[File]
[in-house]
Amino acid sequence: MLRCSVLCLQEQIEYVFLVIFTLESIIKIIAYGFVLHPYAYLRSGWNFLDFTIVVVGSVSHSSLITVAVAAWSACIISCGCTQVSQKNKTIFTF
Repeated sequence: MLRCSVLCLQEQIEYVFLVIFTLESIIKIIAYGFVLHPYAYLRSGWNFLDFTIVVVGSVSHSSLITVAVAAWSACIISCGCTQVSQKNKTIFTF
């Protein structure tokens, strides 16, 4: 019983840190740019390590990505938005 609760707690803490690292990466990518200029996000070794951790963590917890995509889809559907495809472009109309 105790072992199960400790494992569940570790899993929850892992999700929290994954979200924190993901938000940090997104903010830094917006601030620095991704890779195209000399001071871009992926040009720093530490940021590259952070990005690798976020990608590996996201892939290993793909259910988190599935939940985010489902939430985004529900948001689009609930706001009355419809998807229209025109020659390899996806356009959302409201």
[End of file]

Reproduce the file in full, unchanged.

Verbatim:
[in-house]
Amino acid sequence: MLRCSVLCLQEQIEYVFLVIFTLESIIKIIAYGFVLHPYAYLRSGWNFLDFTIVVVGSVSHSSLITVAVAAWSACIISCGCTQVSQKNKTIFTF
Repeated sequence: MLRCSVLCLQEQIEYVFLVIFTLESIIKIIAYGFVLHPYAYLRSGWNFLDFTIVVVGSVSHSSLITVAVAAWSACIISCGCTQVSQKNKTIFTF
């Protein structure tokens, strides 16, 4: 019983840190740019390590990505938005 609760707690803490690292990466990518200029996000070794951790963590917890995509889809559907495809472009109309 105790072992199960400790494992569940570790899993929850892992999700929290994954979200924190993901938000940090997104903010830094917006601030620095991704890779195209000399001071871009992926040009720093530490940021590259952070990005690798976020990608590996996201892939290993793909259910988190599935939940985010489902939430985004529900948001689009609930706001009355419809998807229209025109020659390899996806356009959302409201």